The public-private health care debate can seem a lot like a high school math class – there's a lot of noise, a few troublemakers and frequently a profound misunderstanding of the numbers. The Canadian Health Care Consensus Group (CHCCG), coordinated by AIMS, is adding a little clarity to the debate. This third paper published by the CHCCG shows how the data is often misunderstood and misused.
It’s a common cry – the increasing cost of prescription drugs is bankrupting the health care system. But is that actually the case? Advancements in technology have dramatically changed the face of medical care, and pharmaceuticals have been in the forefront. This paper published with the Canadian Health Care Consensus Group examines how today's drugs actually save the system money.
It is considered one of the most pressing issues in health care in Canada, the catastrophic gap in prescription drug coverage. On 16 May 2006, AIMS gathered the leading experts from across the country to discuss the topic. This is a summary of the "When Tea and Sympathy are not Enough" conference.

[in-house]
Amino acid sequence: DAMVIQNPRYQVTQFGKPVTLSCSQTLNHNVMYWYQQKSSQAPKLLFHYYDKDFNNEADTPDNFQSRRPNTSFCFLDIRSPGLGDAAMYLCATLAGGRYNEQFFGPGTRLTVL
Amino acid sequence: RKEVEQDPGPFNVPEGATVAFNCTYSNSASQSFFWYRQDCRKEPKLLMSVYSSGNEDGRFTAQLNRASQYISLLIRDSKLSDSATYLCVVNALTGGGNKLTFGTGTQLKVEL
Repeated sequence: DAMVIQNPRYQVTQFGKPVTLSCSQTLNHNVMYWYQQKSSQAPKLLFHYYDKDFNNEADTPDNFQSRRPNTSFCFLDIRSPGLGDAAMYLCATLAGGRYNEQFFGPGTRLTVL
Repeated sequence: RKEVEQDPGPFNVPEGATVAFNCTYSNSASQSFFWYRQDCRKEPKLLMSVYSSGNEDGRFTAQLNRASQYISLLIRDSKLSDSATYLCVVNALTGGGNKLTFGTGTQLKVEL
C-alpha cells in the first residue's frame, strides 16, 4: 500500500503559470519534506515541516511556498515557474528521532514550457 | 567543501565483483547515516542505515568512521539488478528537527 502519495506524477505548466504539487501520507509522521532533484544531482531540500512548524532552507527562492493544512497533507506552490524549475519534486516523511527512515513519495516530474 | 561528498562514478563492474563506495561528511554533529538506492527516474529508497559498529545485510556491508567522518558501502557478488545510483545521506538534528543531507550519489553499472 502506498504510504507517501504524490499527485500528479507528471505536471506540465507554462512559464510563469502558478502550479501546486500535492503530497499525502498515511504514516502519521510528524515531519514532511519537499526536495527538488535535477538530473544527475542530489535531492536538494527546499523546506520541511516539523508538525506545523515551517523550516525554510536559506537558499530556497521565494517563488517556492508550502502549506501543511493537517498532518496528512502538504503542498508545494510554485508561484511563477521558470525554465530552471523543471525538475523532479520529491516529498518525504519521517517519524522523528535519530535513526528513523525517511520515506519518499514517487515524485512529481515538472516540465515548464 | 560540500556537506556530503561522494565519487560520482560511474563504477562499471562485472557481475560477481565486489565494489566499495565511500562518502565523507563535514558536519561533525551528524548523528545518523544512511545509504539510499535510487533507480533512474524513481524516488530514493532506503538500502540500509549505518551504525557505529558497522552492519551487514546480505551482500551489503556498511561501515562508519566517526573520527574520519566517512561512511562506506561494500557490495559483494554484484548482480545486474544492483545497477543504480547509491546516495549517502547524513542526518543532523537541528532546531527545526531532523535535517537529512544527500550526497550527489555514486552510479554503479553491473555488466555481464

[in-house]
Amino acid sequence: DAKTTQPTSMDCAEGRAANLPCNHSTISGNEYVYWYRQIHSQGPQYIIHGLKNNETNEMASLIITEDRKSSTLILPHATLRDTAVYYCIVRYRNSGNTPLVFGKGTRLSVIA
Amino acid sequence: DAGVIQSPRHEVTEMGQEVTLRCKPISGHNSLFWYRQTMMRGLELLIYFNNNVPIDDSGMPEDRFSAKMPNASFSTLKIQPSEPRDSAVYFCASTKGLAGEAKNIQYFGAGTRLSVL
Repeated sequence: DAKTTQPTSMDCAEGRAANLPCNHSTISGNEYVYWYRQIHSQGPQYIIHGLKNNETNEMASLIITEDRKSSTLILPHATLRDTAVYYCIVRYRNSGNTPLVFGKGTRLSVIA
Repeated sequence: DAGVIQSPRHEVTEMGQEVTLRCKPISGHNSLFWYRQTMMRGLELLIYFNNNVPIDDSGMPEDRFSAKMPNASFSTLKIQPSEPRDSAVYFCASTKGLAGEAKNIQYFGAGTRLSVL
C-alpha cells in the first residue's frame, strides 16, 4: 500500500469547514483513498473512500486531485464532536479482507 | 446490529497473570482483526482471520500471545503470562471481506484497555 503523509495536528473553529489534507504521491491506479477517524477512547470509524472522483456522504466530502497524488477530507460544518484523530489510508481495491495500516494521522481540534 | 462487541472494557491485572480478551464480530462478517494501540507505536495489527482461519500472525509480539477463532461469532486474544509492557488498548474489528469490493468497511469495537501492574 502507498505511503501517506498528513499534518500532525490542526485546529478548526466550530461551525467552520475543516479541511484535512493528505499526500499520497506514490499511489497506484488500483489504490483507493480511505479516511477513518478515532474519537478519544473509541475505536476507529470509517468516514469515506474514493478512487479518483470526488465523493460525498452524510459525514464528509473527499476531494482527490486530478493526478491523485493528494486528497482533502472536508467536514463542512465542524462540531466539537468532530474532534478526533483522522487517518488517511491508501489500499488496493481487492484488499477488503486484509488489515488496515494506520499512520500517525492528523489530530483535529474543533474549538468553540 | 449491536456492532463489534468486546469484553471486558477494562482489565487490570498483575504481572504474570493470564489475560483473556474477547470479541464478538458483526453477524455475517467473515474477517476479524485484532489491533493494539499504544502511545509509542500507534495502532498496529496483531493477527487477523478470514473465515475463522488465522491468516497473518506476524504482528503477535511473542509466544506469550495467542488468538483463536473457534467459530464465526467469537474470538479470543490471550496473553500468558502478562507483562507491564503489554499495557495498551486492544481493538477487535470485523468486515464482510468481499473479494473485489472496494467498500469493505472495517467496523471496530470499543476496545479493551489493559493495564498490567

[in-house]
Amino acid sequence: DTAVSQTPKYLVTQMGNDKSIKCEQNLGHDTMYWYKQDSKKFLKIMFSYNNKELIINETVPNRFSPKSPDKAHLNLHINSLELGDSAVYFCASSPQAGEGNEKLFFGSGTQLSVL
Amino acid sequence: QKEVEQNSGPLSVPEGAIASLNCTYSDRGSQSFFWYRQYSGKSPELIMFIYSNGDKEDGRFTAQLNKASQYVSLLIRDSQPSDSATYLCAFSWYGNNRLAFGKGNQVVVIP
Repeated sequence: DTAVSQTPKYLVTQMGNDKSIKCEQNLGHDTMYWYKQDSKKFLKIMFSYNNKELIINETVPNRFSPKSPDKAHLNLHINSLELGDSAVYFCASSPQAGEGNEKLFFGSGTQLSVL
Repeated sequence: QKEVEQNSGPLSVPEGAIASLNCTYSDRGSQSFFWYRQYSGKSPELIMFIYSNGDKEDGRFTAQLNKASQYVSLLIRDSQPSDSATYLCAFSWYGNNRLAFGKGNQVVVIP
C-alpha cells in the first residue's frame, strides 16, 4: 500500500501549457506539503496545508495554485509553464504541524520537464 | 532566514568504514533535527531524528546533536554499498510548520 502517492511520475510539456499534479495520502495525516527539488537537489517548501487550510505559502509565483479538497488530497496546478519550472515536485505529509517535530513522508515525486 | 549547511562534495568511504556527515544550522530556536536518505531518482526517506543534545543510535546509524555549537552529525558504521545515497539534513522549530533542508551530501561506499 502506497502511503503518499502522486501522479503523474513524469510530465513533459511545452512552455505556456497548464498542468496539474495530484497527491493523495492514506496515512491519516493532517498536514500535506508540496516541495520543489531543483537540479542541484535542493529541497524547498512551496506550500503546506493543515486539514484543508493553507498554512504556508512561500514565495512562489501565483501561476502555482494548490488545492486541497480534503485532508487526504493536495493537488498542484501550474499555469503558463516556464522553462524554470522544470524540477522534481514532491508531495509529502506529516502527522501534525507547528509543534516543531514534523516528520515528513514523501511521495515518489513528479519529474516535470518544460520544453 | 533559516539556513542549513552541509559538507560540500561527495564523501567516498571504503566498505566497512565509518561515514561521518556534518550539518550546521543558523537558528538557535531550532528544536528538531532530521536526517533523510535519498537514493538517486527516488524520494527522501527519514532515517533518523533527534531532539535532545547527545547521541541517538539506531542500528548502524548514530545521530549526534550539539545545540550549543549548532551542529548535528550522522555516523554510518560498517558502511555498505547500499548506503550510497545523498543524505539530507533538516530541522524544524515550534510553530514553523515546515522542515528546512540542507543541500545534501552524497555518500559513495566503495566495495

In this op/ed in The New York Post, AIMS president Brian Lee Crowley explains the real reason why brand-name drugs cost less in Canada. In reply to an ad campaign by the American Association of Retired Persons (AARP) urging Congress to legalize the importation of prescription drugs from Canada, Crowley explains the reason isn't simply price controls. And he tells Americans to be very careful what they wish for.
In this article that appeared in the Toronto Star, Brian Ferguson takes a look at a national pharmacare program and how to pay for it. It's a plan that could be used for more than just pharmaceuticals, if, as he suggests, Canadians acknowledge that while the government may pay the bills for health care, it uses our money to do so.
Catastrophic gap in prescription drug coverage: AIMS’ conference puts the issue on the national agenda
AIMS' conference on the catastrophic gap in prescription drug coverage in Atlantic Canada attracted patients, health care workers, pharmaceutical companies, insurance brokers, and government officials. Media across the country picked up this story with its clear message that AIMS set the stage to place the catastrophic gap in prescription drug coverage on the national agenda.